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Price has no relationship to performance

ECW
ECW Member Posts: 14
Seems I am an iconoclast ... using panel rads instead of in-floor or staple-up radiant. No one seems to know much about panel rads (no problem getting info on in-floor and staple-up) - or no one is talkin'. 

There's little panel rad stock-on-hand in NA  (some great brochures but 3 months to get the product into the US). Distributors, including ones recommended on the Wall, have limited stock-on-hand.

No one provides a list of features for evaluating and comparing. Price and aesthetics are the main focus but for regular rads, all brands' stock-on-hand is basically the same shape, visuals and color).  BTW - Runtal has lousy BTUs' per panel area, volume and $. 

It takes some time for a green-horn to figure out (by studying the product catalogues) that the main differences in rads (other than price and that seems to be based exclusively on aesthetics and what the specif product line's target market will bear) are the <span style="text-decoration:underline;">lbs/ft, gal H2O/ft and pressure drops</span>.

These might be related: <span style="text-decoration:underline;">mass, volume, pressure and their impact on output</span>? But no one is talkin' about these features at all, let alone how they interact or affect performance.

<span style="text-decoration:underline;">$'s/BTU is simply not reflected in price</span>. Being limited in building space, I wanted the highest BTU's per panel (wall surface area).  If product data can be believed (i.e. BTU's and CF's are accurate), there is no relationship between BTU's and price.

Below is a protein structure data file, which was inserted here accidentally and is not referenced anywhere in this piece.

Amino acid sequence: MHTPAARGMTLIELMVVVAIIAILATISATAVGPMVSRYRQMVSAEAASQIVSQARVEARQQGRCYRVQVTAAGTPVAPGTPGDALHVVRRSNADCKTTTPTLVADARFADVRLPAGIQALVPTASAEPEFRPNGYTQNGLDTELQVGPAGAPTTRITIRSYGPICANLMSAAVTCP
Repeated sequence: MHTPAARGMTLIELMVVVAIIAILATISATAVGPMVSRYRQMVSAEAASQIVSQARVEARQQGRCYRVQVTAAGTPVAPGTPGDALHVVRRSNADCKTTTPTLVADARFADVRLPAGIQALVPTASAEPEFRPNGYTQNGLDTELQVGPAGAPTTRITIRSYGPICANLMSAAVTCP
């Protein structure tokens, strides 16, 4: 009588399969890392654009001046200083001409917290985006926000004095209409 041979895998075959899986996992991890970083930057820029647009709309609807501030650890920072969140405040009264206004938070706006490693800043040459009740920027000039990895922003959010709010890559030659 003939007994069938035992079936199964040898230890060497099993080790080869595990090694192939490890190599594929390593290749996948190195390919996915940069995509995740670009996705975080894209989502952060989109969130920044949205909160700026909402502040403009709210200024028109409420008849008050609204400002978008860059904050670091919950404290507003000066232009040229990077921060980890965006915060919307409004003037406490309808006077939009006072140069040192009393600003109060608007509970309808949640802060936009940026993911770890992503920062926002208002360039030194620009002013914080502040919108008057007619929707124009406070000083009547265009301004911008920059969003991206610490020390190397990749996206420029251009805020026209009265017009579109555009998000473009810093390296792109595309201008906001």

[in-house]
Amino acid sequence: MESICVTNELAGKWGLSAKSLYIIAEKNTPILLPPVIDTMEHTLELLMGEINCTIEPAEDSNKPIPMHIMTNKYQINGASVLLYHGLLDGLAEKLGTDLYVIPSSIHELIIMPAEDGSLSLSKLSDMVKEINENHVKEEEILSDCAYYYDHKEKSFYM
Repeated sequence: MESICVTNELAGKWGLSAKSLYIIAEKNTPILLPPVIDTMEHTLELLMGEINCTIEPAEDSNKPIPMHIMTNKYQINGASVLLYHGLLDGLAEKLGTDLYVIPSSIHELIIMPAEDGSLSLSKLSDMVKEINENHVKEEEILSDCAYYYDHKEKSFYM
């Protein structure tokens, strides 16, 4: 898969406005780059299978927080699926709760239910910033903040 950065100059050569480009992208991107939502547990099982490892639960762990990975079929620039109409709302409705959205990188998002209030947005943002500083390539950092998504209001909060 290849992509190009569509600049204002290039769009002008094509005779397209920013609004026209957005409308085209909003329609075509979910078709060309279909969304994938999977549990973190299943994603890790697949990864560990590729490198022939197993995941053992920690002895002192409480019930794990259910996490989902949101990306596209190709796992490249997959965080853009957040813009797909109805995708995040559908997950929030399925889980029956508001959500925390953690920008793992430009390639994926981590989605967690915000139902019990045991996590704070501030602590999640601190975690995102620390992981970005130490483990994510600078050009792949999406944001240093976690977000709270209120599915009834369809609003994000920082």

Getting straight with correction factors -  Correction factors are established based on factory measurement of output of a given rad design at a design temp. CF's cannot be cross applied to different rads (with different H2O/ft, lbs/ft, flute and panel shapes) or compared to CF tables developed based on different baselines/design temps. 

I am willing to pay more for a rad based on explained logic, field experience and research; a business case that justifies paying more for lower heat bills; for faster reaction time; or longer retention time; corrosion resistance (i.e. life cycle costs). 

Weight per linear ft (thickness of steel, quantity of material)

Water volume per linear ft

Heat transfer rate (from supply H2O to room)

Radiation emissivity

% space heat due to radiation vs convection